April 07, 2011

Any time management makes a decision in connection with the workplace that is not explicitly addressed in the collective agreement, the question will arise as to whether this action is within management’s prerogative. In the absence of express terms in the collective agreement, which types of actions must have the consent of employees or the union and which are within the discretion of management? Is there a general obligation on the employer to exercise management rights fairly and reasonably? Join Lancaster’s panel of experts who will discuss the latest caselaw on management rights, and will address these and the following issues:

  • Explicit vs. Implied Rights: What are the different schools of arbitral thought on the scope of management rights? How big a factor are management rights in arbitral decision-making? Does the characterization of a decision as relating to the operational aspects of the business versus the individual rights of employees impact on this question? Is it always in the interests of management to explicitly enumerate rights in the collective agreement? Is it always in the interests of the union to explicitly limit them?
  • Duty of Fairness, Good Faith, and Reasonableness: If a provision of the collective agreement confers discretion on the employer, must this discretion be exercised reasonably? What is the distinction between a duty of fairness and a duty of good faith? Once it has been established that management has acted in good faith, can the union object on the basis that the actions taken were simply for the company’s convenience or were unreasonable? If the collective agreement provides management with a discretion – for example, to grant education leave – can the employer then pass a blanket policy governing the exercise of that discretion?
  • Specific Issues: Can an employer unilaterally reorganize the workforce? Implement drug testing? Institute biometric time keeping? Require that employees obtain periodic police record checks? Engage in electronic surveillance? Insist on aptitude testing and medical exams for new jobs? Introduce an attendance management program? What limits are there, if any, on management’s ability to assign overtime hours? Eliminate a shift? Assign bargaining unit work to non-bargaining unit employees? Abolish a position where a vacancy occurs?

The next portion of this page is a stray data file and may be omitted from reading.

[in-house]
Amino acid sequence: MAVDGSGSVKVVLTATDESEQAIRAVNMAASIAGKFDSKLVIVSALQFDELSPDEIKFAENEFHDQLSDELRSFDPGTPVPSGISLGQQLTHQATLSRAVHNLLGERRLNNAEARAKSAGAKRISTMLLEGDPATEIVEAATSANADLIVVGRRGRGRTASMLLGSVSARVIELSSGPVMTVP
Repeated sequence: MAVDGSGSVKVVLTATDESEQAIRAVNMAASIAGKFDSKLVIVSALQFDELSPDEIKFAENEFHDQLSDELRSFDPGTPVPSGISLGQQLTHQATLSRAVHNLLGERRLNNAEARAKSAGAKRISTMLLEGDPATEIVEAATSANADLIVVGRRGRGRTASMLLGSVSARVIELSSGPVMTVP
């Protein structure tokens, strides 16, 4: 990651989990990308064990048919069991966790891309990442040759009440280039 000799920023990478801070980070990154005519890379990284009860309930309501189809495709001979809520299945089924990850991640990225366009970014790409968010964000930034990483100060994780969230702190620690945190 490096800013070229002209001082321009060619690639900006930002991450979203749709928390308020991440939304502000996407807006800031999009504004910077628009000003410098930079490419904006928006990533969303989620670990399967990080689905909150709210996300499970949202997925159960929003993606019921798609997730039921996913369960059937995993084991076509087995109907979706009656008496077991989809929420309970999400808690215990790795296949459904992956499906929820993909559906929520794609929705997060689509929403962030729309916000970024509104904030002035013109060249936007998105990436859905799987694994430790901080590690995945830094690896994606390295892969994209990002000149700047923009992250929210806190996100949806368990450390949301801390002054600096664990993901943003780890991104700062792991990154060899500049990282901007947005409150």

• Impact of Collective Agreement Language: How do various provisions of the collective agreement such as recognition clauses, seniority clauses, job classifications, etc., circumscribe management’s exercise of discretion?
  • Employer Rules: What tests must be met where management issues rules?
  • Existing Working Conditions: What issues would be caught by a provision that management is to continue “existing working conditions” unless changed by mutual consent?

This audio conference has been approved by the following:

  • The Law Society of British Columbia for 1.5 Continuing Professional Development hours.
  • The Law Society of New Brunswick for 1.5 Continuing Professional Development hours.
  • The Law Society of Saskatchewan for 1.5 Continuing Professional Development hours.
  • This 1.5 hour program can be applied towards 9 of the 12 hours of annual Continuing Professional Development required by the Law Society of Upper Canada. Please note that these CPD hours are not accredited for the New Member Requirement.